Chymistry and Natural Philosophy Follow-Up

At my blog Ether Wave Propaganda, I posted in May on an ongoing dispute between Indiana historian Bill Newman and Flinders U. philosopher Alan Chalmers over the “chymistry” of Robert Boyle (1627-1691) and its relationship to his vision of experimental philosophy.  These were well-read at the time — by EWP’s standards anyway — and may be of interest to some new readers in this venue.  See Part 1 (on my non-expert outsider’s perception of the historical relationship between natural philosophy and early modern chymistry) and Part 2 (which examines the dispute’s contours in terms of conflicts between a demarcationist philosopher’s perspective versus the intellectual historian’s; it also suggests many historians who do not attend to the particulars of intellectual history unwittingly replicate a philosophical empiricist’s position, possibly more on which anon).

Those interested in the early modern relationship between chymistry and natural philosophy will be interested in Cassino historian Antonio Clericuzio’s new article in Science in Context, “‘Sooty Empiricks’ and Natural Philosophers: The Status of Chemistry in the Seventeenth Century” (paywall protected).  I have not yet had a chance to peruse it, but will offer impressions when opportunity permits.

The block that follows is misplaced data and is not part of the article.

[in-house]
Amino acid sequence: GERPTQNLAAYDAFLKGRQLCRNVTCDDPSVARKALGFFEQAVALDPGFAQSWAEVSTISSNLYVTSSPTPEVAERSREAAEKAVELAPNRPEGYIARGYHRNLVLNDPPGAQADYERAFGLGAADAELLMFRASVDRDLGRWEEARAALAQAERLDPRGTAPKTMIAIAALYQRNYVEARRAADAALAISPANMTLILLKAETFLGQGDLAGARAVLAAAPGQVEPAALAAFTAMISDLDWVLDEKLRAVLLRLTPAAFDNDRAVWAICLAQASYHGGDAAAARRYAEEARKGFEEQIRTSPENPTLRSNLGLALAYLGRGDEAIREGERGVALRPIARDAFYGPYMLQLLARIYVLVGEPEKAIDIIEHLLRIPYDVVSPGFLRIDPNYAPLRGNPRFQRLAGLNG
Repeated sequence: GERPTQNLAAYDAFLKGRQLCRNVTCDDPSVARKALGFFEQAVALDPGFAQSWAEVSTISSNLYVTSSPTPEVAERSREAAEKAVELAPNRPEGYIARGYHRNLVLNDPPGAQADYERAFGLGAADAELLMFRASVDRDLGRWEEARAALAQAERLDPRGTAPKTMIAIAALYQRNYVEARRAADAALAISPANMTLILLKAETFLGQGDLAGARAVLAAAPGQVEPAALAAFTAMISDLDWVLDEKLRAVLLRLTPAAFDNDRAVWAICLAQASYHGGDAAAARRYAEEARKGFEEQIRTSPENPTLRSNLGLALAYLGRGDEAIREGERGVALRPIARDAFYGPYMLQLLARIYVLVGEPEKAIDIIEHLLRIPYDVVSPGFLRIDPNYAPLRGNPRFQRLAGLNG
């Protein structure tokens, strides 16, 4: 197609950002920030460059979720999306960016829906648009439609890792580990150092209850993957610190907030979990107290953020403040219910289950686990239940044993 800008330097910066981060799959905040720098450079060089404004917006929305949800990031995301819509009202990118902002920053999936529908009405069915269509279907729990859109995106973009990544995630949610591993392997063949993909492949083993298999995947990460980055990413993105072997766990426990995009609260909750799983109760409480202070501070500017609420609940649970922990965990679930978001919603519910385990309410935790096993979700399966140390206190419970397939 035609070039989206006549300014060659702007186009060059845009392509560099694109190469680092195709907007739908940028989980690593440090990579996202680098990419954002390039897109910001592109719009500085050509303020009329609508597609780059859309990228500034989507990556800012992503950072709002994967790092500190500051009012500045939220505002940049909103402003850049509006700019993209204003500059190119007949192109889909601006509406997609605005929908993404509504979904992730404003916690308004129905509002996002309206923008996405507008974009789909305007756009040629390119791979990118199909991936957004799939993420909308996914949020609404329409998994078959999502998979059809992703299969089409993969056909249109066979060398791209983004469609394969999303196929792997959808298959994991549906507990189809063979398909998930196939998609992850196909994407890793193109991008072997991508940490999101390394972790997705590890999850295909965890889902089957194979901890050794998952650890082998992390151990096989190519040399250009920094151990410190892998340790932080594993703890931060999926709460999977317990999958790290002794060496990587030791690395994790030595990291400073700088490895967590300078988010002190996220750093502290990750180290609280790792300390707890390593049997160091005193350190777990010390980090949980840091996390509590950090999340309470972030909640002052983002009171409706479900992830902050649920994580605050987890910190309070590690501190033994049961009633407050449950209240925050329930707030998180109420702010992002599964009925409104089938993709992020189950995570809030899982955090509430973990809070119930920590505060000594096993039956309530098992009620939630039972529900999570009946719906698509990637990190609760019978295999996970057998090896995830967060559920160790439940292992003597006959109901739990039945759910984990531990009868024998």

About Will Thomas

Will Thomas is a junior research fellow at the Centre for the History of Science, Technology, and Medicine at Imperial College London. He is originally from Minnesota, and received his PhD in the History of Science from Harvard University in 2007. From 2007 to 2010 he was a post-doctoral historian at the Center for History of Physics at the American Institute of Physics near Washington, DC. There he developed the Array of Contemporary American Physicists resource. His primary interests are in 20th-century America and Britain, and in the histories of physics and the sciences of policy analysis. He maintains the blog Ether Wave Propaganda, usually posting about the problems of maintaining a constructive historiography, and about argumentative systems in all eras.
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3 Responses to Chymistry and Natural Philosophy Follow-Up

  1. Pingback: Tweets that mention Chymistry and Natural Philosophy Follow-Up « Whewell's Ghost --

  2. Thony C. says:

    Thanks for the Clericuzio reference Will; I have just finished reading his article and am very impressed with his analysis of the development of the status of chemistry in the 17th century. He very much disagrees with Chalmers who he sees as attributing to Boyle a viewpoint that he didn’t have.

  3. Will Thomas says:

    For the record, I have at last gotten around to posting my thoughts on Clericuzio’s article here.

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